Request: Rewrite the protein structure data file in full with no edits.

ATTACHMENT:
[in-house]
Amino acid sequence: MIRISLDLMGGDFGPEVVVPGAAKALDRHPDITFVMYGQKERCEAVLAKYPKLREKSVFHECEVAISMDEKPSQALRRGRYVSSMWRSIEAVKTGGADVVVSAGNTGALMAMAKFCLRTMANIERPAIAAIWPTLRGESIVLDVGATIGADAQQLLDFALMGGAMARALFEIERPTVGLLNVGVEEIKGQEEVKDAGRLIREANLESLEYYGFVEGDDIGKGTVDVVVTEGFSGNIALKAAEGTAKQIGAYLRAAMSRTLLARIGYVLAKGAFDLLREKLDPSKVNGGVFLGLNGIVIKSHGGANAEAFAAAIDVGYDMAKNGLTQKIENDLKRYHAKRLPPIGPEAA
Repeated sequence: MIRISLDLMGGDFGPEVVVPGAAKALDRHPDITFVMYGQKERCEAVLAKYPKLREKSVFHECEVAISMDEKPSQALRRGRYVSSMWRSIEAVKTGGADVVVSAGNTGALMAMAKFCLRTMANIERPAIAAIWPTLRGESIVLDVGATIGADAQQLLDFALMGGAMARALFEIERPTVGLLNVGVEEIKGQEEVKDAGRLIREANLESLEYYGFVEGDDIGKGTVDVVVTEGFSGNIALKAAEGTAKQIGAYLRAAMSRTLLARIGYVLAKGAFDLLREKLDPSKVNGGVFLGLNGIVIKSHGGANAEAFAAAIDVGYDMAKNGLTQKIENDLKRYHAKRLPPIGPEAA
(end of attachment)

[in-house]
Amino acid sequence: MIRISLDLMGGDFGPEVVVPGAAKALDRHPDITFVMYGQKERCEAVLAKYPKLREKSVFHECEVAISMDEKPSQALRRGRYVSSMWRSIEAVKTGGADVVVSAGNTGALMAMAKFCLRTMANIERPAIAAIWPTLRGESIVLDVGATIGADAQQLLDFALMGGAMARALFEIERPTVGLLNVGVEEIKGQEEVKDAGRLIREANLESLEYYGFVEGDDIGKGTVDVVVTEGFSGNIALKAAEGTAKQIGAYLRAAMSRTLLARIGYVLAKGAFDLLREKLDPSKVNGGVFLGLNGIVIKSHGGANAEAFAAAIDVGYDMAKNGLTQKIENDLKRYHAKRLPPIGPEAA
Repeated sequence: MIRISLDLMGGDFGPEVVVPGAAKALDRHPDITFVMYGQKERCEAVLAKYPKLREKSVFHECEVAISMDEKPSQALRRGRYVSSMWRSIEAVKTGGADVVVSAGNTGALMAMAKFCLRTMANIERPAIAAIWPTLRGESIVLDVGATIGADAQQLLDFALMGGAMARALFEIERPTVGLLNVGVEEIKGQEEVKDAGRLIREANLESLEYYGFVEGDDIGKGTVDVVVTEGFSGNIALKAAEGTAKQIGAYLRAAMSRTLLARIGYVLAKGAFDLLREKLDPSKVNGGVFLGLNGIVIKSHGGANAEAFAAAIDVGYDMAKNGLTQKIENDLKRYHAKRLPPIGPEAA